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By Thomas B. Rosenstiel and Thomas B. Rosenstiel,Los Angeles Times | June 30, 1991
Washington -- What Americans remember most about Benjamin C. Bradlee might be that little shimmy of the hipsJason Robards delivered in "All the President's Men."It was a half-tango as Mr. Robards, playing Mr. Bradlee, walked away from Robert Redford and Dustin Hoffman, who had just told him they had another story threatening to topple the president of the United States.That is one thing movies do -- confuse the actor with the role. The shimmy may have been Mr. Robards' invention.But it captured something, friends say, about Benjamin Crowninshield Bradlee, executive editor of the Washington Post and the most famous newspaper editor of his generation, who recently announced he will retire in September after his 70th birthday.
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By Jules Witcover | August 9, 2013
To a lifelong newspaperman, the abrupt sale of an iconic publication like The Washington Post seems akin to a personal loss, a death in the family, although the prospective new owner vows to keep it afloat. The Graham family brought a particular dedication and zest to holding the powerful in the nation's capital to account that meant more to laborers in the vineyards of The Post than a weekly paycheck, which in any event was never astronomical. The four years I toiled there, during the heyday of publisher Katherine Graham and unsurpassable editor Ben Bradlee in the early 1970s, were literally right out of arguably the best newspaper movie ever made, "All the President's Men," based on the nonpareil reporting of the Watergate scandal by youngsters Bob Woodward and Carl Bernstein that won the paper a Pulitzer Prize in 1973.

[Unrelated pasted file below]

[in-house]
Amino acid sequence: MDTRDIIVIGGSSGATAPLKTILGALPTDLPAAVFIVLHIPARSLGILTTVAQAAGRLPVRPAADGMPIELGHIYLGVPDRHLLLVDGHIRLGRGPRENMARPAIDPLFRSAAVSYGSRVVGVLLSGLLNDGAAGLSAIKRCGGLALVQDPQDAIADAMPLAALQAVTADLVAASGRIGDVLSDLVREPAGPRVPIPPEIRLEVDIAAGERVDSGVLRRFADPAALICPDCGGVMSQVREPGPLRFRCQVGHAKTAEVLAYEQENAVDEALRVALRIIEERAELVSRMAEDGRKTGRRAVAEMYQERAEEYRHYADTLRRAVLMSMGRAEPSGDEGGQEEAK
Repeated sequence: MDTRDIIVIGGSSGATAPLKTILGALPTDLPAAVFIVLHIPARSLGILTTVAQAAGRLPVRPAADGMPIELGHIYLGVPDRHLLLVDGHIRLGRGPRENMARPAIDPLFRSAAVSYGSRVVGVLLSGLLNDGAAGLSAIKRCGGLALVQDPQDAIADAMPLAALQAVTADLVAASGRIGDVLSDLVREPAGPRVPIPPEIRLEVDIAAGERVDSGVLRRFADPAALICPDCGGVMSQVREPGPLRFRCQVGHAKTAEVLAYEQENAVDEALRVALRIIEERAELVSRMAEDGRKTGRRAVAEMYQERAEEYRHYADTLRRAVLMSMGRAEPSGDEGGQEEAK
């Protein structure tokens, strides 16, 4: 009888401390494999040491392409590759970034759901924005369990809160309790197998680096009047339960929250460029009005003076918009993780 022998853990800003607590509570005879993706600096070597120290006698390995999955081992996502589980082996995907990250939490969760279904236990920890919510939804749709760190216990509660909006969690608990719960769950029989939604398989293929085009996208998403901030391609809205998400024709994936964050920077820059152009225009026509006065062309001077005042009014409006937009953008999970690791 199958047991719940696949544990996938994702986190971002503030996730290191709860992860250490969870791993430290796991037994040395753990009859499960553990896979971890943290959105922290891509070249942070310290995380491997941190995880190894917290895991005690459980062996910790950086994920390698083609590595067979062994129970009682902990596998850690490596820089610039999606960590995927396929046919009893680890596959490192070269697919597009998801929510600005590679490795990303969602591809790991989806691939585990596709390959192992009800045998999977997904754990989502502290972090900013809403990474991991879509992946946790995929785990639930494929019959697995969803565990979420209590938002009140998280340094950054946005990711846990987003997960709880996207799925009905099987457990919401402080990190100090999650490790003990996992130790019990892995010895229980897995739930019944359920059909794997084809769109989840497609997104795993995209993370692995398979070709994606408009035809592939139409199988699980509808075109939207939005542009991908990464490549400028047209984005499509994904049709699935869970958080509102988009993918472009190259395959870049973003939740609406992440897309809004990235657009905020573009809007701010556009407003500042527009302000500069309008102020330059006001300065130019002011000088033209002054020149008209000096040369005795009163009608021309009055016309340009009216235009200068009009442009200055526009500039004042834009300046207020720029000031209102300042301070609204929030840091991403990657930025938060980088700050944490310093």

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By Richard O'Mara and Richard O'Mara,SUN STAFF | October 25, 1995
One colleague described Ben Bradlee as a man who could put his cigarette out on a coffee saucer -- "fine bone china, even" -- and escape being called a boor for it.That's how confident he is of his own legitimacy and personal authority. That's how blinding is the blaze of his charisma.This, of course, is exaggeration. But, then, so is Benjamin Crowninshield Bradlee, paragon executive editor of the Washington Post, illuminator of the Pentagon Papers, director of the Post's Watergate coverage, St. George to Richard Nixon's dragon.